3. Nanoparticle Formulation of Drug Combinations

Overall, platinum and taxane based drug combinations have been well studied for treating ovarian cancer. Dosing schedules can be used to improve treatment efficacy. However, it is challenging to translate pre-clinical studies on sequential drug dosing (hours to days) to clinical (days to weeks) studies due to timescale disparity. Furthermore, there are many limitations of free drug formulations. For example, free drug formulation is limited by high systemic toxicity and poorly water-solubility [29,32]. Thus, achieving a safe and efficacious drug dose is a significant challenge [7].
Formulation of these drugs combinations into nanoparticles for ovarian cancer treatment can address many of these challenges [29,32]. Incorporation of the drugs into nanoparticles can improve the solubility and reduce toxicity [18,69]. Controlled drug release from nanoparticles could facilitate sequential drug delivery to facilitate improved control of the pharmacokinetics [30,31,70]. Thus, we review polymer-based nanoparticles (micelles, dendrimers, and solid lipid polymer-based platforms (Figure 4)) for simultaneous and sequential delivery of platinum- or taxane-based combinations applied to ovarian cancer with an emphasis on quantitative evaluation of nanoparticle formulation on drug synergy.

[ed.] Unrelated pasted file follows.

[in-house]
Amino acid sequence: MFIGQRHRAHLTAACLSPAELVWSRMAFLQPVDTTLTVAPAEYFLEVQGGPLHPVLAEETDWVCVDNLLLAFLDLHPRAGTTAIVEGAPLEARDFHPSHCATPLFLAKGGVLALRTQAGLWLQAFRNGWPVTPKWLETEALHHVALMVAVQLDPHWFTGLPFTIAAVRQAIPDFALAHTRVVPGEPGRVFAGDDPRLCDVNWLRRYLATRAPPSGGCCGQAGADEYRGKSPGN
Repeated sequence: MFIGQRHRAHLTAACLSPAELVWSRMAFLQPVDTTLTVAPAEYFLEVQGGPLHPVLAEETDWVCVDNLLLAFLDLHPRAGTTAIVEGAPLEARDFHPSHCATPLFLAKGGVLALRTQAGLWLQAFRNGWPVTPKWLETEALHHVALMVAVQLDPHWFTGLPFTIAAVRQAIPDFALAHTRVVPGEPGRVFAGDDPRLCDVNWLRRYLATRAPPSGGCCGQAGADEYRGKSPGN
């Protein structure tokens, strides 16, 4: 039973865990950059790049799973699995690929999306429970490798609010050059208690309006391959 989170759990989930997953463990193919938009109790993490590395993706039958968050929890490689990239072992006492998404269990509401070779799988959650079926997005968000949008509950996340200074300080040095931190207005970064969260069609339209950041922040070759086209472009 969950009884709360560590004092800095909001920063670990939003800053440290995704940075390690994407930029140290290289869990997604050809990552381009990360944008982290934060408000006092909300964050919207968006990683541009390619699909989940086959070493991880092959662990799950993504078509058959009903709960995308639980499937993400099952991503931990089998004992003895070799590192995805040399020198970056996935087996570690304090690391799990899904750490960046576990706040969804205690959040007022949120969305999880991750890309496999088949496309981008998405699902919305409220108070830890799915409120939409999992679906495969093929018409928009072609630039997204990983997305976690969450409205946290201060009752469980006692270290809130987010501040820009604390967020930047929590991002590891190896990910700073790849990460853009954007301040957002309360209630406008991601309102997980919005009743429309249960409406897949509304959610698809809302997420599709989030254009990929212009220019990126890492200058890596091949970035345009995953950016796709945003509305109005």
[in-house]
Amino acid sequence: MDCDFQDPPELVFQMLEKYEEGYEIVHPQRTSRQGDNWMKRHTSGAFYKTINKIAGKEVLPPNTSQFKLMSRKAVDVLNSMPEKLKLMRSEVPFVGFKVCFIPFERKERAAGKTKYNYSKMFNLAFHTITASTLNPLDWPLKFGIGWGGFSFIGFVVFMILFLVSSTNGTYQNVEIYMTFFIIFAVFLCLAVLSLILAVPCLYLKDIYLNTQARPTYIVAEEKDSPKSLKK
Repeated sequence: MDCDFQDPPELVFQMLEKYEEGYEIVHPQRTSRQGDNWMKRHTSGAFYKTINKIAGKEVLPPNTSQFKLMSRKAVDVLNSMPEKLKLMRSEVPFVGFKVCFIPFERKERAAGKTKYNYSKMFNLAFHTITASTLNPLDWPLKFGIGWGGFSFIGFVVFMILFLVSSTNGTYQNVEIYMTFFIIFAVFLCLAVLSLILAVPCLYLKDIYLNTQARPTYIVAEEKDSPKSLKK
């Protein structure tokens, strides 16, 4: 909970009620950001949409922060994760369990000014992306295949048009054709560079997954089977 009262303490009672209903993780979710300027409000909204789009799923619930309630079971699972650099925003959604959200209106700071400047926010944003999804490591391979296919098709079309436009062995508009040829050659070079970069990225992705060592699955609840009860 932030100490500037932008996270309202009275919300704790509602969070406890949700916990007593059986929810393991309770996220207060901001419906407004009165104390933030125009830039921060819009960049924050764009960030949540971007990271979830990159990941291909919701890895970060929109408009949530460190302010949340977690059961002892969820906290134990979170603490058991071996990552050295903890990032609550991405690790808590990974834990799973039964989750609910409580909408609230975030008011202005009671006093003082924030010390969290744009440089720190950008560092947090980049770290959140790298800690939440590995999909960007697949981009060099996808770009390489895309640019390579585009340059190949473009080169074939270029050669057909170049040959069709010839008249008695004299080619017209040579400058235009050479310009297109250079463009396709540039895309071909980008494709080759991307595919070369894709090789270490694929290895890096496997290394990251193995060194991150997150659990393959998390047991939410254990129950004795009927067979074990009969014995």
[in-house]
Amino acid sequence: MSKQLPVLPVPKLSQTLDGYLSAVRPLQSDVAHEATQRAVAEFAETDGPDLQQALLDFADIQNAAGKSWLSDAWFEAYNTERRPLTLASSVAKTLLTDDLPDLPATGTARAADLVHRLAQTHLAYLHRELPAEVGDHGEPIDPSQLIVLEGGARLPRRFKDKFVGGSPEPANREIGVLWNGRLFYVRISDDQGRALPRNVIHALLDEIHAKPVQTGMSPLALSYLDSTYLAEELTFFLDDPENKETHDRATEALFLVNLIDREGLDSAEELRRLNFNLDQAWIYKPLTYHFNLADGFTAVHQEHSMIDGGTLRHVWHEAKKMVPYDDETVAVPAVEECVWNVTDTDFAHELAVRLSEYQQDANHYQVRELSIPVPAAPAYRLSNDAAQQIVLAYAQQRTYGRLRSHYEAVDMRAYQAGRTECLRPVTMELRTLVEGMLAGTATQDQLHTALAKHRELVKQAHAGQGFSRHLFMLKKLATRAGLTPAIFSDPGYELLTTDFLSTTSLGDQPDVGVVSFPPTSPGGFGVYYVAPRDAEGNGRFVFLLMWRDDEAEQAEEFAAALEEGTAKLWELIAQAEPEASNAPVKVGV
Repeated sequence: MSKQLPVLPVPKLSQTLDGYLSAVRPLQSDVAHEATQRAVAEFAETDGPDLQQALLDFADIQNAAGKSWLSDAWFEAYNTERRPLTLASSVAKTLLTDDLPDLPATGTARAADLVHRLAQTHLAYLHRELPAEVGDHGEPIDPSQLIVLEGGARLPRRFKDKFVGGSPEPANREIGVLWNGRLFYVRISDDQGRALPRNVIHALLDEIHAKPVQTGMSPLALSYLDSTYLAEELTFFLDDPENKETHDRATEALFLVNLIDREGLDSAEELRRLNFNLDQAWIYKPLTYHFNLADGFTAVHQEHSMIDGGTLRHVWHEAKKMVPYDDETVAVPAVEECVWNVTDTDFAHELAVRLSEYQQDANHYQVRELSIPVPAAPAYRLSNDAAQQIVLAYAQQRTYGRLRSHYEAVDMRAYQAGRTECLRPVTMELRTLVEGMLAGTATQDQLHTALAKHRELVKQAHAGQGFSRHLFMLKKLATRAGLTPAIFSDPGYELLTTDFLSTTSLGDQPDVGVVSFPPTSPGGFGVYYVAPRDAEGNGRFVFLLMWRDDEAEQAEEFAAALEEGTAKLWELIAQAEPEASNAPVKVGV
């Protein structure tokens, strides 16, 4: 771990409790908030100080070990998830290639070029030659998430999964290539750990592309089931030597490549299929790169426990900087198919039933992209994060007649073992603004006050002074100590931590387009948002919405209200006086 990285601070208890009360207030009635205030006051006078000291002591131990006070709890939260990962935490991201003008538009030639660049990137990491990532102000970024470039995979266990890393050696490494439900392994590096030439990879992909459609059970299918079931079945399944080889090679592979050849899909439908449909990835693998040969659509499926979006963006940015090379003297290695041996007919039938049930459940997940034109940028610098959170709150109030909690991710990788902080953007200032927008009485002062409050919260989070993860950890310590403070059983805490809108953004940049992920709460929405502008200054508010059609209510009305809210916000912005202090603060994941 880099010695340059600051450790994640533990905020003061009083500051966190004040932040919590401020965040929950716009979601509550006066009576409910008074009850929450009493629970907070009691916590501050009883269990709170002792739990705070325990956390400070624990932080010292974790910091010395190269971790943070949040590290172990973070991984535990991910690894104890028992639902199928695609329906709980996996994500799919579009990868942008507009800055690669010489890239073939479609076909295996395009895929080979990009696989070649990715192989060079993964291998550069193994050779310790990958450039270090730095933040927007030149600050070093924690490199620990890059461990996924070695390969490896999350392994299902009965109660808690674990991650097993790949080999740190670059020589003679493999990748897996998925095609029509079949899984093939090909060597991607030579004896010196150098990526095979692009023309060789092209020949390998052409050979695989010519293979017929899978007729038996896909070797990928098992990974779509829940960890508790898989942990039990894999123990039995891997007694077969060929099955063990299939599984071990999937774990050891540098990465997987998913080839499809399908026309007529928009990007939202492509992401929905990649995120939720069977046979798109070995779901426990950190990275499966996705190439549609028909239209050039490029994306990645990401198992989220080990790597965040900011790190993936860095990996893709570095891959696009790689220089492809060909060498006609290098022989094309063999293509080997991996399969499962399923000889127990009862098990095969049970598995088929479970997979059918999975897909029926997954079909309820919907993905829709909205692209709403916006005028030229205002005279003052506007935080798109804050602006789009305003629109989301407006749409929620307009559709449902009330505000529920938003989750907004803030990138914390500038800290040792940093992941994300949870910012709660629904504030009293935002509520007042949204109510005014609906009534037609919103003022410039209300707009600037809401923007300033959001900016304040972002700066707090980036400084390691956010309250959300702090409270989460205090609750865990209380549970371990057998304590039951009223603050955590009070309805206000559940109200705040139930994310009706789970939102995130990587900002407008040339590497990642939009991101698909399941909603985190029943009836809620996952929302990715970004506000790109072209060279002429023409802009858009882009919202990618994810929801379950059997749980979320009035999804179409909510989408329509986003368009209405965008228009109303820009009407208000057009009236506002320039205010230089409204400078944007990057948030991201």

3.1. Polymer Nanoparticles and Micelles